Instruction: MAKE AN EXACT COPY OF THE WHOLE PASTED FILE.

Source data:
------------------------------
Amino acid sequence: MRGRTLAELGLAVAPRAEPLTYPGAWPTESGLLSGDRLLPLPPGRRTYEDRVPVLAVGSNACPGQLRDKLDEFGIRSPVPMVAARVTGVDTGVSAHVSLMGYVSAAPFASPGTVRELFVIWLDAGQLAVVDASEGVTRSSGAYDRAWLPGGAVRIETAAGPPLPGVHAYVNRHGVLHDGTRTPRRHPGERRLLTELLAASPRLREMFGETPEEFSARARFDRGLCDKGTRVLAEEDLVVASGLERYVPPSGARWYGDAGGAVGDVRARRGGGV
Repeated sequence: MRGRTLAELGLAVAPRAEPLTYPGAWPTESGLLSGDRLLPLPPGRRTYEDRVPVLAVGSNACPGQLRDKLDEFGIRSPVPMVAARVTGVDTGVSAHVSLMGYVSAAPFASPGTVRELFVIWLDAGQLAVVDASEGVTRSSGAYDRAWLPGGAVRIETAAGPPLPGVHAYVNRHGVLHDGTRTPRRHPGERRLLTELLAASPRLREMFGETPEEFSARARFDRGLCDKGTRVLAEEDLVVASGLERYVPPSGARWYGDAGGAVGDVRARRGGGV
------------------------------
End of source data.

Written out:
Amino acid sequence: MRGRTLAELGLAVAPRAEPLTYPGAWPTESGLLSGDRLLPLPPGRRTYEDRVPVLAVGSNACPGQLRDKLDEFGIRSPVPMVAARVTGVDTGVSAHVSLMGYVSAAPFASPGTVRELFVIWLDAGQLAVVDASEGVTRSSGAYDRAWLPGGAVRIETAAGPPLPGVHAYVNRHGVLHDGTRTPRRHPGERRLLTELLAASPRLREMFGETPEEFSARARFDRGLCDKGTRVLAEEDLVVASGLERYVPPSGARWYGDAGGAVGDVRARRGGGV
Repeated sequence: MRGRTLAELGLAVAPRAEPLTYPGAWPTESGLLSGDRLLPLPPGRRTYEDRVPVLAVGSNACPGQLRDKLDEFGIRSPVPMVAARVTGVDTGVSAHVSLMGYVSAAPFASPGTVRELFVIWLDAGQLAVVDASEGVTRSSGAYDRAWLPGGAVRIETAAGPPLPGVHAYVNRHGVLHDGTRTPRRHPGERRLLTELLAASPRLREMFGETPEEFSARARFDRGLCDKGTRVLAEEDLVVASGLERYVPPSGARWYGDAGGAVGDVRARRGGGV